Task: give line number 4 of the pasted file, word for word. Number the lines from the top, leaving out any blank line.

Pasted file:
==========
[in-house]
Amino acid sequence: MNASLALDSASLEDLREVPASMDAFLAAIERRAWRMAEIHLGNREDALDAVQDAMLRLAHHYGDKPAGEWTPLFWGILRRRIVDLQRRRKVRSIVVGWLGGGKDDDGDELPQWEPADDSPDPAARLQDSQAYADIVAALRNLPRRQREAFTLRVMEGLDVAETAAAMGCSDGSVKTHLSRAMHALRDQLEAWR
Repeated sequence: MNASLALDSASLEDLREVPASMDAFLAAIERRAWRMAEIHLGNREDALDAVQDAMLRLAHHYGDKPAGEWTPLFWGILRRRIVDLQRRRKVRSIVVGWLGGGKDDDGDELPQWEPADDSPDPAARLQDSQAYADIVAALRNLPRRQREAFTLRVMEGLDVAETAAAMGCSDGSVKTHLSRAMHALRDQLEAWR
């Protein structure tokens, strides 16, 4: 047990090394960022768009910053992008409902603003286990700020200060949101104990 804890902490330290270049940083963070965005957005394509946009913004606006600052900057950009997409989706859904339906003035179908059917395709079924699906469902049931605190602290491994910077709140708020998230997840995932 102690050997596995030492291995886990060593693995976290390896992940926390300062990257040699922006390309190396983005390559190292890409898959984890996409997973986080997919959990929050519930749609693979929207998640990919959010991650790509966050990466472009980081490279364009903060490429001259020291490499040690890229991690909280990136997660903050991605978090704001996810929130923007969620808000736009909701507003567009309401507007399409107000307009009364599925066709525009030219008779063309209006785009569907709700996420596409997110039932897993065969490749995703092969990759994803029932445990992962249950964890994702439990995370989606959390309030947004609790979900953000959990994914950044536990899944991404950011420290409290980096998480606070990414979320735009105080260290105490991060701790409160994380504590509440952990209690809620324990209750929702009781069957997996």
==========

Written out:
């Protein structure tokens, strides 16, 4: 047990090394960022768009910053992008409902603003286990700020200060949101104990 804890902490330290270049940083963070965005957005394509946009913004606006600052900057950009997409989706859904339906003035179908059917395709079924699906469902049931605190602290491994910077709140708020998230997840995932 102690050997596995030492291995886990060593693995976290390896992940926390300062990257040699922006390309190396983005390559190292890409898959984890996409997973986080997919959990929050519930749609693979929207998640990919959010991650790509966050990466472009980081490279364009903060490429001259020291490499040690890229991690909280990136997660903050991605978090704001996810929130923007969620808000736009909701507003567009309401507007399409107000307009009364599925066709525009030219008779063309209006785009569907709700996420596409997110039932897993065969490749995703092969990759994803029932445990992962249950964890994702439990995370989606959390309030947004609790979900953000959990994914950044536990899944991404950011420290409290980096998480606070990414979320735009105080260290105490991060701790409160994380504590509440952990209690809620324990209750929702009781069957997996």